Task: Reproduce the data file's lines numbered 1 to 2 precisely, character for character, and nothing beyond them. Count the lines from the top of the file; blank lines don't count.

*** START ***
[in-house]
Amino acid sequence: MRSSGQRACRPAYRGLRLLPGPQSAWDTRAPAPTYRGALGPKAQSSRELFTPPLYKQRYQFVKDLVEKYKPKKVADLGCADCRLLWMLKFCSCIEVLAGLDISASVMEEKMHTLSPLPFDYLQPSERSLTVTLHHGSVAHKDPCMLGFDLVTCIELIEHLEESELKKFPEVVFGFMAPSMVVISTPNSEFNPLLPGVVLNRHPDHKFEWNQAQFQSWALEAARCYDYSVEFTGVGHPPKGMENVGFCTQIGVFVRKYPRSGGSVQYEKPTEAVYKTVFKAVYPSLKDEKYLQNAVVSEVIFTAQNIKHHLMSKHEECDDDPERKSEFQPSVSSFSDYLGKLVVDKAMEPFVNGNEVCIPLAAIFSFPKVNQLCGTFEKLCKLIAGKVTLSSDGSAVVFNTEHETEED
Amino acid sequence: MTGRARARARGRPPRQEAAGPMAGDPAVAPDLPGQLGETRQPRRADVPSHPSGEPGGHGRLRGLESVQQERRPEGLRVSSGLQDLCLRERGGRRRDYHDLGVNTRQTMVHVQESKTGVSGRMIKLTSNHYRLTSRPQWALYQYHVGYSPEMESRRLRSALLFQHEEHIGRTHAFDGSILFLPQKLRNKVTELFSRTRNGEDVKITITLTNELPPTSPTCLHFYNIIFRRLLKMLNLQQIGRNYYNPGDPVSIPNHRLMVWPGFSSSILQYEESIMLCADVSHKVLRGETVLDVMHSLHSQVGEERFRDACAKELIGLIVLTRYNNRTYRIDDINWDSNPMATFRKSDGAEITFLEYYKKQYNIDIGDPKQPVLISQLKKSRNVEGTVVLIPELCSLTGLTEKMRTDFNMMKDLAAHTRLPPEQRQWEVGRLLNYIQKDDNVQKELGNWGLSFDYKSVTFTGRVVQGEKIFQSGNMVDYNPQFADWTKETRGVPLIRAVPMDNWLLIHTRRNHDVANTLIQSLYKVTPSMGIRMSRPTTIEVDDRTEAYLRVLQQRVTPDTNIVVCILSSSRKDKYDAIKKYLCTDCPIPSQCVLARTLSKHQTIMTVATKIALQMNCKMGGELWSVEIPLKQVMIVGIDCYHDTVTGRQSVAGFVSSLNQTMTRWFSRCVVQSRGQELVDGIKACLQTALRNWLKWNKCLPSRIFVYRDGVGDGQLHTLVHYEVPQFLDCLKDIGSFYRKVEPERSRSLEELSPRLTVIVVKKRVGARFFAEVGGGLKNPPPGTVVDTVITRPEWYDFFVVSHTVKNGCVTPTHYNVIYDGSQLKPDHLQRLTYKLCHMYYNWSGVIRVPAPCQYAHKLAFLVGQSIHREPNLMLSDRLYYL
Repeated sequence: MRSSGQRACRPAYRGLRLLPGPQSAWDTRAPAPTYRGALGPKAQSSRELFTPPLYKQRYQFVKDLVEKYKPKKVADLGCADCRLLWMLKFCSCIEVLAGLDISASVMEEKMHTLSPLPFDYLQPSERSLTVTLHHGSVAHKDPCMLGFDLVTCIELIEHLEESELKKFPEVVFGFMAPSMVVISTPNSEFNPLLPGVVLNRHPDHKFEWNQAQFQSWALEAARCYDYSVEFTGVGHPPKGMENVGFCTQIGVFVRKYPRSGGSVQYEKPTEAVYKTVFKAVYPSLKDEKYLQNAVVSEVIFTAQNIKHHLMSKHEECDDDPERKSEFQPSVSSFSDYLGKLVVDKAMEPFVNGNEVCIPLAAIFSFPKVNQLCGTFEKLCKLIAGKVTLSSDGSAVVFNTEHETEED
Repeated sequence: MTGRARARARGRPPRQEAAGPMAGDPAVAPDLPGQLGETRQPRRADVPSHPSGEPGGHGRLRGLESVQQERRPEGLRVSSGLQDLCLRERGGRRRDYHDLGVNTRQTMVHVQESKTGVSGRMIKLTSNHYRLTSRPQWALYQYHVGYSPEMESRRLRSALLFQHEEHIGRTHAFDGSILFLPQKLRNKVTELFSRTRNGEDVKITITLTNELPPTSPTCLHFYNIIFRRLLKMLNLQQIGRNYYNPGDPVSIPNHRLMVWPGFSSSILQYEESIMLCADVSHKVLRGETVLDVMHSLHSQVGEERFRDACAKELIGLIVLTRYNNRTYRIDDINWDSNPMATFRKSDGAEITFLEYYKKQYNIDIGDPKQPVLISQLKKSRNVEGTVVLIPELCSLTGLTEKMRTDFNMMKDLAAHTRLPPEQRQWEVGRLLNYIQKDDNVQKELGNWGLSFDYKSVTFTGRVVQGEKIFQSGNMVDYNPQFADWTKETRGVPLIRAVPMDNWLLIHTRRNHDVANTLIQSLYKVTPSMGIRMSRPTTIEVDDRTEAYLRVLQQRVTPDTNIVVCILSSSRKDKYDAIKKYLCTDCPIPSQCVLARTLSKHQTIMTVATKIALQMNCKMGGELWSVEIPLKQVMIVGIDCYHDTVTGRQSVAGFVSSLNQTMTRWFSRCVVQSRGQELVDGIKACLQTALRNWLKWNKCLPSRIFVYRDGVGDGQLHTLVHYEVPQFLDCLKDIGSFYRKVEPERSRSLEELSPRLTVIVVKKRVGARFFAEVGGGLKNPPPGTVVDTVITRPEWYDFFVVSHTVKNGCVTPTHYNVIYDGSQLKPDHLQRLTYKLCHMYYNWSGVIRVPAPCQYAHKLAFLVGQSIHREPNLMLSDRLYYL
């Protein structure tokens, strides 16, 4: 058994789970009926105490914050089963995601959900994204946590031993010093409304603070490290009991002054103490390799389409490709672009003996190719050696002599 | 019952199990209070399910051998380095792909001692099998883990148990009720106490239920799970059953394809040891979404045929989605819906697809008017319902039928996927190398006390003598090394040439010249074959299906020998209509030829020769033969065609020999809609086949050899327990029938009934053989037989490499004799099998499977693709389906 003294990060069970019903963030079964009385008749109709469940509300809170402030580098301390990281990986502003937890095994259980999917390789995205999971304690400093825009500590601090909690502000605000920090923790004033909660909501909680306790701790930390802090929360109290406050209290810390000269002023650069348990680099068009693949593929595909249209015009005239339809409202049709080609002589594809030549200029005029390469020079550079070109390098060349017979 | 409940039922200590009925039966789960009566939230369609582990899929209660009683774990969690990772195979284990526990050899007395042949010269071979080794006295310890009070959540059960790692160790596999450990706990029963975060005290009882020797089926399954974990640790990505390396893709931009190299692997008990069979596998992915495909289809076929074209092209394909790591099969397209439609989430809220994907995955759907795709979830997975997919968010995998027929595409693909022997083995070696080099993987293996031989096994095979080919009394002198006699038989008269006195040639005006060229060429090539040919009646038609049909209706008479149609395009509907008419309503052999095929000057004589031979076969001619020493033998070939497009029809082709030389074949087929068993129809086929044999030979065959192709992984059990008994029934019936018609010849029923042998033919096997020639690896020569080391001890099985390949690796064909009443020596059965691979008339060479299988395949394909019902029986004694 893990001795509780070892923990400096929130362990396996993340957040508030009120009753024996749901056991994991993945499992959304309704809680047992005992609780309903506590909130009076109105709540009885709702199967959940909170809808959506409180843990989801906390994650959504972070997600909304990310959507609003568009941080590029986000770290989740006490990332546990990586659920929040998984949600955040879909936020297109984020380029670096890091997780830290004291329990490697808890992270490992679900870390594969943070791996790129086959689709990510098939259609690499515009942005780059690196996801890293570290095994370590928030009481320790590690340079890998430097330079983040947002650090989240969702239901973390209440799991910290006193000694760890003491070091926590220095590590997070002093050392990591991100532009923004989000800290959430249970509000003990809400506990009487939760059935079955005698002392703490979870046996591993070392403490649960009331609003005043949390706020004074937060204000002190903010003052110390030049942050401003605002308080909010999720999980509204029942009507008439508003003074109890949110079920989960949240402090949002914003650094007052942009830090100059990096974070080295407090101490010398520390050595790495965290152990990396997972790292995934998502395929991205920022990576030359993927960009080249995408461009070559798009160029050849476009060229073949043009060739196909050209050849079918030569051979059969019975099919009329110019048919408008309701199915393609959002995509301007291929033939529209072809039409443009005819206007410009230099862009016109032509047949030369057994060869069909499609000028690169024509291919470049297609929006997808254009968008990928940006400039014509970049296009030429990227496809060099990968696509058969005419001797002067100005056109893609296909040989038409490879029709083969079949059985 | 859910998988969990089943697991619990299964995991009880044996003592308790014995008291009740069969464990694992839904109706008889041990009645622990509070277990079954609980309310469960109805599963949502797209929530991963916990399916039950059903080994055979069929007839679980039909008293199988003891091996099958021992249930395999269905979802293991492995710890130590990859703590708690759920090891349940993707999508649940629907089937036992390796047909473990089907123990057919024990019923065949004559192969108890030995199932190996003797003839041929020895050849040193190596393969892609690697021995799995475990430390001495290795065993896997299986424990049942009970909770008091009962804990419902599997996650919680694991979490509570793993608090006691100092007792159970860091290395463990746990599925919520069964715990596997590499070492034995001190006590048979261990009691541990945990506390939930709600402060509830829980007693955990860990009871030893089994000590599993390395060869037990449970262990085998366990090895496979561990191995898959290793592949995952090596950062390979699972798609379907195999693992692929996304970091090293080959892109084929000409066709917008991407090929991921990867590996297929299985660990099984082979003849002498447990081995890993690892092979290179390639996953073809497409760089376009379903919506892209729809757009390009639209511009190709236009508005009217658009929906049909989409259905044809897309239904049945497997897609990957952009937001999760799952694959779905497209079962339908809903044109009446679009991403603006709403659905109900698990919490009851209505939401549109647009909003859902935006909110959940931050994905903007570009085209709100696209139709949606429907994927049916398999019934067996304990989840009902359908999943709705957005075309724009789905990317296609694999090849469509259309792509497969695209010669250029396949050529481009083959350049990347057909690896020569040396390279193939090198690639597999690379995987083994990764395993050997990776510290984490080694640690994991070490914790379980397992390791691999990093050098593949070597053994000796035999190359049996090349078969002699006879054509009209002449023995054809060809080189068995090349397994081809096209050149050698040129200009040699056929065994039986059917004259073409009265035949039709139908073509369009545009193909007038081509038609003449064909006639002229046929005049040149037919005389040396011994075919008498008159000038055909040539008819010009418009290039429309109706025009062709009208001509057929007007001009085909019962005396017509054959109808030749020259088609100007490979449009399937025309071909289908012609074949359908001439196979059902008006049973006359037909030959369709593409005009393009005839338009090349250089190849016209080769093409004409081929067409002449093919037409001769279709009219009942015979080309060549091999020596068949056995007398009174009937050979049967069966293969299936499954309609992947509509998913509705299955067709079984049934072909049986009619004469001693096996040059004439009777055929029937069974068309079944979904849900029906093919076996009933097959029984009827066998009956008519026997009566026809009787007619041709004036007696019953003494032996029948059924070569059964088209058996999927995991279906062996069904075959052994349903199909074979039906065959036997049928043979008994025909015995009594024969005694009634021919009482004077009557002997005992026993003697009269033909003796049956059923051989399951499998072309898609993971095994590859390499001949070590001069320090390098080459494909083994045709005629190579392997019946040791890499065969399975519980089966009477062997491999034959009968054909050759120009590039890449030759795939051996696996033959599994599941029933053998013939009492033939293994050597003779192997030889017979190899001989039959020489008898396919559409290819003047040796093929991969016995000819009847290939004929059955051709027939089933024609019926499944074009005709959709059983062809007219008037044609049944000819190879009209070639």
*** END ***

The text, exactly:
[in-house]
Amino acid sequence: MRSSGQRACRPAYRGLRLLPGPQSAWDTRAPAPTYRGALGPKAQSSRELFTPPLYKQRYQFVKDLVEKYKPKKVADLGCADCRLLWMLKFCSCIEVLAGLDISASVMEEKMHTLSPLPFDYLQPSERSLTVTLHHGSVAHKDPCMLGFDLVTCIELIEHLEESELKKFPEVVFGFMAPSMVVISTPNSEFNPLLPGVVLNRHPDHKFEWNQAQFQSWALEAARCYDYSVEFTGVGHPPKGMENVGFCTQIGVFVRKYPRSGGSVQYEKPTEAVYKTVFKAVYPSLKDEKYLQNAVVSEVIFTAQNIKHHLMSKHEECDDDPERKSEFQPSVSSFSDYLGKLVVDKAMEPFVNGNEVCIPLAAIFSFPKVNQLCGTFEKLCKLIAGKVTLSSDGSAVVFNTEHETEED